Heifer mastitis can be an issue on some farms, with heifers often calving down with cases or developing them shortly after calving.
A case early into your replacement heifers‘ milk production career can be threatening to production along with udder health in the first and subsequent lactations.
If cases have been an issue in the past, you should determine possible causes of these cases and how they can be solved.
Animal Health Ireland (AHI) recommends that controls are necessary if more than 15% of heifers have a case of clinical mastitis at or around calving, or if more than 15% have a somatic cell count (SCC) of >200,000cells/ml within 35 days of calving.
Some ways of reducing the risk of heifer mastitis include: improving general udder health on the farm, by keeping cows and heifers in a clean and hygienic environment.
Any cows or heifers with skin lesions such as warts should be addressed.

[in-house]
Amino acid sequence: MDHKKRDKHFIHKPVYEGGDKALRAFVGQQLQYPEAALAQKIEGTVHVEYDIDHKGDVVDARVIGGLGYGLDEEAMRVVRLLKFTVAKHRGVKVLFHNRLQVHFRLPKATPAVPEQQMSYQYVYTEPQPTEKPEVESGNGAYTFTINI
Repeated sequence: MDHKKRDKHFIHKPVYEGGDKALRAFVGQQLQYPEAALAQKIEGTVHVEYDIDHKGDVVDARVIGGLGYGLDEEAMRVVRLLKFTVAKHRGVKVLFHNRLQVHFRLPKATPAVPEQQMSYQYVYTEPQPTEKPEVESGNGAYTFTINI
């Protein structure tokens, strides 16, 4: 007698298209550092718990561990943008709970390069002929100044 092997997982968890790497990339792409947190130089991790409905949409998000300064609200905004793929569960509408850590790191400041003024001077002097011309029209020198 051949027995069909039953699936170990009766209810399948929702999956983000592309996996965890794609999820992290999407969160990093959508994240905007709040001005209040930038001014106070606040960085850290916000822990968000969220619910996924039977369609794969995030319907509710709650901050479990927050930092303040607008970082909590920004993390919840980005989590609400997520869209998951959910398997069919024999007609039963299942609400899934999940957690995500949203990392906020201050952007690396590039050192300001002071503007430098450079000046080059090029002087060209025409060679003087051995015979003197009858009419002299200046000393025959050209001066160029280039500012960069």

At housing all the heifers should be checked so that a case has not been picked up during the summer months and not detected.
When housed, there should also be a number of management practices – stress should be kept to a minimum and first-time calvers and older cows should not be mixed.
Heifers should be trained in the milking parlour before calving so that it is not completely new to them.
When housed, controlling mastitis in your heifers is vital, with hygiene during the housed period playing a important role.
Although cows are still milking currently, when they are dry they have the added protection of a teat sealer.
Udder infections can be picked up from the environment or transmitted from one heifer or cow to another.
Along with having significant effects on udder health and lifetime milk yield, there is also an associated culling risk – particularly in cases involving major pathogens.
This impact on a farm’s profitability, as well as on the welfare of the animals, means that it is critical to prevent and manage mastitis.
If heifer mastitis has been an issue on your farm in previous years, you should discuss options with your vet.
One option to consider is teat spraying heifers with an iodine-based teat spray for a number of weeks ahead of calving. This can reduce the amount of bacteria present on the teat and teat ends.
Other measures may require investment in improving the environment that the heifers spend the winter months in ahead of calving.